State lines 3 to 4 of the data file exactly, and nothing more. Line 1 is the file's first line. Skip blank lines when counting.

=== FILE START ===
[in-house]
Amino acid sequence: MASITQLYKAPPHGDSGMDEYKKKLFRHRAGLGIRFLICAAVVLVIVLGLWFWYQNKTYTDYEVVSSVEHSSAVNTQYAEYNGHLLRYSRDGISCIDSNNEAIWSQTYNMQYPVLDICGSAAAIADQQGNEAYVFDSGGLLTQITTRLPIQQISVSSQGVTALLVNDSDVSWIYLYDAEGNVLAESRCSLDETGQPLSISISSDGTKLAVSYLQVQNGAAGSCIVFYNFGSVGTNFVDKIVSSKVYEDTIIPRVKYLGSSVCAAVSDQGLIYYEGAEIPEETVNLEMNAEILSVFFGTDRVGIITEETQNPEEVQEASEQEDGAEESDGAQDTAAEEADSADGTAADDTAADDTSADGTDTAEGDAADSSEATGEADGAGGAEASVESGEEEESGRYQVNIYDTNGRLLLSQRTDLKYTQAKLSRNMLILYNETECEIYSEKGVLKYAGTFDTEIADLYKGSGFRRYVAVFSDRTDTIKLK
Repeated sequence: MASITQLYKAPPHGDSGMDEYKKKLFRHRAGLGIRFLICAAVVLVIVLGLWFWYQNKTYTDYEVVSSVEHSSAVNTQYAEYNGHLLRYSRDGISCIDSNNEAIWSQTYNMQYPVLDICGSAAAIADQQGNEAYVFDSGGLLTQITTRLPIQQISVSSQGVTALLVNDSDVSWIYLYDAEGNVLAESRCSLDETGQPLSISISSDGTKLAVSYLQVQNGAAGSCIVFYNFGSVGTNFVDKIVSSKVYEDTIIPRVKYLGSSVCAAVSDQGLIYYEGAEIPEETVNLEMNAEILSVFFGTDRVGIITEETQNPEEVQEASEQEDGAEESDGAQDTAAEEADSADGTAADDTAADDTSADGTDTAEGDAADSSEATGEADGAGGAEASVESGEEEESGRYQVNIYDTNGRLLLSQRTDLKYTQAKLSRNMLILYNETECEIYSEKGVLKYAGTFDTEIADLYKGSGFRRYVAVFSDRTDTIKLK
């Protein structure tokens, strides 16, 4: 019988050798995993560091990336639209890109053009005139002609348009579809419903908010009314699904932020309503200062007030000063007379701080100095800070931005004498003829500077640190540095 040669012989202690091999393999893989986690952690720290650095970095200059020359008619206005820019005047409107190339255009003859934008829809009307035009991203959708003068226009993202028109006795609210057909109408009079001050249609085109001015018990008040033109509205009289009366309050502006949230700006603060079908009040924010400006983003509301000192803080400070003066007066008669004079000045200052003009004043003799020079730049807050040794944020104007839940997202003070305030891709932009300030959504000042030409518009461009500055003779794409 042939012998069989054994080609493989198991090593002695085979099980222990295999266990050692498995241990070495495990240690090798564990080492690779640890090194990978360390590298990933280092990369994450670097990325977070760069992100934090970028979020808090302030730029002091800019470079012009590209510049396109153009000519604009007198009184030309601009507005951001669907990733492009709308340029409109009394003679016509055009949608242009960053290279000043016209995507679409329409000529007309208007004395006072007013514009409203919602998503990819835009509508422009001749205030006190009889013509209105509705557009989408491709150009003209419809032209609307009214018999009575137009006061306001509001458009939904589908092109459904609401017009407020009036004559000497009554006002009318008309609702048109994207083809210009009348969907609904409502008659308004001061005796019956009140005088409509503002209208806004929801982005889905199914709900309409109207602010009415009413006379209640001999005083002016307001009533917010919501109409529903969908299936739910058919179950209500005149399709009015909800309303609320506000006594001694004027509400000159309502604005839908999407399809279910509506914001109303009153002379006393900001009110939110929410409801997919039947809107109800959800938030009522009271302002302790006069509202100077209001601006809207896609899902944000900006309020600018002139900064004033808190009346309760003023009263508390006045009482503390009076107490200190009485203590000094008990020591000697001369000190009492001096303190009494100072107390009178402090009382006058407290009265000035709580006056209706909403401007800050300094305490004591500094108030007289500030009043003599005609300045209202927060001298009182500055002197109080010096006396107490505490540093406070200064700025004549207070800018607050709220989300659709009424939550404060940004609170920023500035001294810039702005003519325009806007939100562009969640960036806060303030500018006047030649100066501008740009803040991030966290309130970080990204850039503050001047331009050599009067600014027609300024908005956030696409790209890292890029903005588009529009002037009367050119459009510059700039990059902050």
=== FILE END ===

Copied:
Repeated sequence: MASITQLYKAPPHGDSGMDEYKKKLFRHRAGLGIRFLICAAVVLVIVLGLWFWYQNKTYTDYEVVSSVEHSSAVNTQYAEYNGHLLRYSRDGISCIDSNNEAIWSQTYNMQYPVLDICGSAAAIADQQGNEAYVFDSGGLLTQITTRLPIQQISVSSQGVTALLVNDSDVSWIYLYDAEGNVLAESRCSLDETGQPLSISISSDGTKLAVSYLQVQNGAAGSCIVFYNFGSVGTNFVDKIVSSKVYEDTIIPRVKYLGSSVCAAVSDQGLIYYEGAEIPEETVNLEMNAEILSVFFGTDRVGIITEETQNPEEVQEASEQEDGAEESDGAQDTAAEEADSADGTAADDTAADDTSADGTDTAEGDAADSSEATGEADGAGGAEASVESGEEEESGRYQVNIYDTNGRLLLSQRTDLKYTQAKLSRNMLILYNETECEIYSEKGVLKYAGTFDTEIADLYKGSGFRRYVAVFSDRTDTIKLK
């Protein structure tokens, strides 16, 4: 019988050798995993560091990336639209890109053009005139002609348009579809419903908010009314699904932020309503200062007030000063007379701080100095800070931005004498003829500077640190540095 040669012989202690091999393999893989986690952690720290650095970095200059020359008619206005820019005047409107190339255009003859934008829809009307035009991203959708003068226009993202028109006795609210057909109408009079001050249609085109001015018990008040033109509205009289009366309050502006949230700006603060079908009040924010400006983003509301000192803080400070003066007066008669004079000045200052003009004043003799020079730049807050040794944020104007839940997202003070305030891709932009300030959504000042030409518009461009500055003779794409 042939012998069989054994080609493989198991090593002695085979099980222990295999266990050692498995241990070495495990240690090798564990080492690779640890090194990978360390590298990933280092990369994450670097990325977070760069992100934090970028979020808090302030730029002091800019470079012009590209510049396109153009000519604009007198009184030309601009507005951001669907990733492009709308340029409109009394003679016509055009949608242009960053290279000043016209995507679409329409000529007309208007004395006072007013514009409203919602998503990819835009509508422009001749205030006190009889013509209105509705557009989408491709150009003209419809032209609307009214018999009575137009006061306001509001458009939904589908092109459904609401017009407020009036004559000497009554006002009318008309609702048109994207083809210009009348969907609904409502008659308004001061005796019956009140005088409509503002209208806004929801982005889905199914709900309409109207602010009415009413006379209640001999005083002016307001009533917010919501109409529903969908299936739910058919179950209500005149399709009015909800309303609320506000006594001694004027509400000159309502604005839908999407399809279910509506914001109303009153002379006393900001009110939110929410409801997919039947809107109800959800938030009522009271302002302790006069509202100077209001601006809207896609899902944000900006309020600018002139900064004033808190009346309760003023009263508390006045009482503390009076107490200190009485203590000094008990020591000697001369000190009492001096303190009494100072107390009178402090009382006058407290009265000035709580006056209706909403401007800050300094305490004591500094108030007289500030009043003599005609300045209202927060001298009182500055002197109080010096006396107490505490540093406070200064700025004549207070800018607050709220989300659709009424939550404060940004609170920023500035001294810039702005003519325009806007939100562009969640960036806060303030500018006047030649100066501008740009803040991030966290309130970080990204850039503050001047331009050599009067600014027609300024908005956030696409790209890292890029903005588009529009002037009367050119459009510059700039990059902050």